Landscape characteristics driving spatial variation in total phosphorus and sediment loading from sub-watersheds of the Nottawasaga River, Ontario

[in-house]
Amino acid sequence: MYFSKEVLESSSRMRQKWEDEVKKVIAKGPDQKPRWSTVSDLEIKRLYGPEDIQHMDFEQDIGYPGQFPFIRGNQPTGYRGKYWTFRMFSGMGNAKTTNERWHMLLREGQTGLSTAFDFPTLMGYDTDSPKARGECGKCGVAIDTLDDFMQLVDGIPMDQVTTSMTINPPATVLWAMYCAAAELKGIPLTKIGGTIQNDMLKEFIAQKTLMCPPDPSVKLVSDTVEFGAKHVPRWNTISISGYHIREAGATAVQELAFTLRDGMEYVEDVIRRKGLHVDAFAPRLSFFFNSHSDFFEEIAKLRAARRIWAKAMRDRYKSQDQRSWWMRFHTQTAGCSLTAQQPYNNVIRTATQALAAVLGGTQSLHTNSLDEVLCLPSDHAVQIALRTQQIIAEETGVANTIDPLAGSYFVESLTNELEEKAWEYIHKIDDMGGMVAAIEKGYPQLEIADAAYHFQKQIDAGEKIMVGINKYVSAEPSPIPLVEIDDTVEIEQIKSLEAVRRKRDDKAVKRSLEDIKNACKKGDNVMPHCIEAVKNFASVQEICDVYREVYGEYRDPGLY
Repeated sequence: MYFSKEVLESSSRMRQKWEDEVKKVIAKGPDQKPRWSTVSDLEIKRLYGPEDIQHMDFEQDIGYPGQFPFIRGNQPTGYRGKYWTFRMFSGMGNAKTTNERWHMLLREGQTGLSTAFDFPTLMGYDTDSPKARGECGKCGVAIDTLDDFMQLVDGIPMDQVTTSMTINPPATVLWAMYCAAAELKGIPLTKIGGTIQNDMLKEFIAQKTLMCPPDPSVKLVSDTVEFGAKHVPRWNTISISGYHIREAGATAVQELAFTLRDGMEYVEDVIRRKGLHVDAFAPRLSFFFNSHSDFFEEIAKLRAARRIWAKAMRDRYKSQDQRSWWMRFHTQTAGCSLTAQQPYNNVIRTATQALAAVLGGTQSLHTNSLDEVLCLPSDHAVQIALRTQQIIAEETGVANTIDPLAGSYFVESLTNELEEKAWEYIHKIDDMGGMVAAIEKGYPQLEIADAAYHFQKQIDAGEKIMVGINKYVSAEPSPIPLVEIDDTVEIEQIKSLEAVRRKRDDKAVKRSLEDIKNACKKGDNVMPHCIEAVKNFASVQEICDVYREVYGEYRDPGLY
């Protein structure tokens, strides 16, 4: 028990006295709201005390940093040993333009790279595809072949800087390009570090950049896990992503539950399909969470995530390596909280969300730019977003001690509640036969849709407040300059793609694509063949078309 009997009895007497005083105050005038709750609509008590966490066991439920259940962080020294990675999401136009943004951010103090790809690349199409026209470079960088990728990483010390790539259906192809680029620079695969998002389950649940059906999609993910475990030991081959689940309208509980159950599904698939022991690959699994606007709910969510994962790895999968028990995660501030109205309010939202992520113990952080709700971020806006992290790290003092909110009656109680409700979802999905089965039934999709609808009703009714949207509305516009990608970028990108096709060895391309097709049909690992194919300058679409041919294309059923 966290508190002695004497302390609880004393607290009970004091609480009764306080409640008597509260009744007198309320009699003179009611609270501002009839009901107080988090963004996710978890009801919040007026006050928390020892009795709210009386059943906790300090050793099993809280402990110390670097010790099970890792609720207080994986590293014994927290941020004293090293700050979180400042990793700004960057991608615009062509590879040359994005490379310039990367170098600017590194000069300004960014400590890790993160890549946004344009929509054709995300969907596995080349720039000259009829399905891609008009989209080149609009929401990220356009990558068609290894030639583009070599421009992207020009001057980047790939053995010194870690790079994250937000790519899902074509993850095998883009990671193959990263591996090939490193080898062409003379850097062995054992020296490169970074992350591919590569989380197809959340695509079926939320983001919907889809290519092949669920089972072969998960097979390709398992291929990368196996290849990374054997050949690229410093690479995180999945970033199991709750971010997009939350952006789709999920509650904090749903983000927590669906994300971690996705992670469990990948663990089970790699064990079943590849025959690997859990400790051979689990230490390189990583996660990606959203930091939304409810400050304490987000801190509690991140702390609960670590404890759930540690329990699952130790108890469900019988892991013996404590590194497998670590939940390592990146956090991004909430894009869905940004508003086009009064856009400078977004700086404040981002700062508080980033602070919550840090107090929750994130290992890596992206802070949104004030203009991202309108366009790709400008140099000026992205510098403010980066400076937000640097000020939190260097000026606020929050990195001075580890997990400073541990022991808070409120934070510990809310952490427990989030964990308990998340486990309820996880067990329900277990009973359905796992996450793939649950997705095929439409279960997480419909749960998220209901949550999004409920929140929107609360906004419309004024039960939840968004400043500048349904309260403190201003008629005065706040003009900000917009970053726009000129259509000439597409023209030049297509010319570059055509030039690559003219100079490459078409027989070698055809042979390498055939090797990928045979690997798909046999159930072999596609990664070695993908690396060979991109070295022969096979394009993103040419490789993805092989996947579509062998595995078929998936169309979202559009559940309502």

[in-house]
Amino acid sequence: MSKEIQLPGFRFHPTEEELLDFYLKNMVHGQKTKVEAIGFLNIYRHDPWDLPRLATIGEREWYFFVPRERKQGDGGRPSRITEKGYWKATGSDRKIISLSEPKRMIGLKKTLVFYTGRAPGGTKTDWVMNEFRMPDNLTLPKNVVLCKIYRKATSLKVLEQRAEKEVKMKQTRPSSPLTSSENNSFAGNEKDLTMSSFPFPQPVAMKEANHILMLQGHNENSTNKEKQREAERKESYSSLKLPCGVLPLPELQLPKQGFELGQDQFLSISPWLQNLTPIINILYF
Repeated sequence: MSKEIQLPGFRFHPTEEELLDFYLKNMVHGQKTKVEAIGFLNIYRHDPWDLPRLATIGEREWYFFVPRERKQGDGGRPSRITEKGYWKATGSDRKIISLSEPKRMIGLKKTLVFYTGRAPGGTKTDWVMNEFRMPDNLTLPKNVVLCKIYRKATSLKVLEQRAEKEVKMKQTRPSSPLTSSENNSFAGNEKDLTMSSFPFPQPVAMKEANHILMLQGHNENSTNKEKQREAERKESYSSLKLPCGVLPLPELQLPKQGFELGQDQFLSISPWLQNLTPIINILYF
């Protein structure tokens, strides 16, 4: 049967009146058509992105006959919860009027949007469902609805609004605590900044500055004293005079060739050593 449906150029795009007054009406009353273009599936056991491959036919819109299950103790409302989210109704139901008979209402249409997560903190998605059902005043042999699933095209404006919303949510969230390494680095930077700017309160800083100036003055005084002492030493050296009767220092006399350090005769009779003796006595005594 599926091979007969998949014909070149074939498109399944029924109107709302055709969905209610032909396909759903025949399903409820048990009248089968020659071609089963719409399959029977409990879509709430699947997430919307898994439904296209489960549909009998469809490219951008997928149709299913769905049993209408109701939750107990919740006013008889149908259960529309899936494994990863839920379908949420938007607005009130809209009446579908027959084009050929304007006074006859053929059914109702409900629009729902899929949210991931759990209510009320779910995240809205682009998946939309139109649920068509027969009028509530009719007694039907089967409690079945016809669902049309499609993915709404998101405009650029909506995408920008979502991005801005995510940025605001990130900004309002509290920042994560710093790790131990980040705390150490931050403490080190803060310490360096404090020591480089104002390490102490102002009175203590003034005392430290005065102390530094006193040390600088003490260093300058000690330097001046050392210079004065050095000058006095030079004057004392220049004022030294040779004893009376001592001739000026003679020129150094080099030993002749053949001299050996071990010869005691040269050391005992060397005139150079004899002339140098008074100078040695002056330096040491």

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Eutrophication from agricultural runoff is a global problem, often resulting in formation of anoxic zones in receiving water bodies. The Nottawasaga River Watershed (NRW) is dominated by agricultural land-use, and drains into Nottawasaga Bay, Georgian Bay (Lake Huron). A fundamental feature of the NRW is the Minesing Wetlands, a Ramsar site and the largest inland wetland in southern Ontario. We used total phosphorus (TP) concentration-discharge relationships to estimate annual loading from six sub-watersheds and compared these against published models, which did not offer a way to account for the unique properties of the Minesing Wetlands. We developed predictive loading models specifically for the NRW to account for these characteristics, which accurately predict daily summer base-flow TP (r2 = 0.76, p = <0.0001) and total suspended solids (TSS; r2 = 0.65, p = <0.0001) loads for 11 subwatersheds using geomorphic and land-cover variables. Drainage area and % pasture land were the most significant predictive variables driving spatial variability in TP and TSS loading rates among subwatersheds. The positive relationship between TP and % wetland (r2 = 0.22, p = 0.0063) also suggested that the Minesing Wetlands are a source of nutrients to the Nottawasaga River. Watershed geomorphology (e.g. slope) was a good predictor of land cover, and produced accurate loading estimates. This study is the first to offer a new approach to predict TP and TSS loading rates during the growing season using readily available geospatial data.
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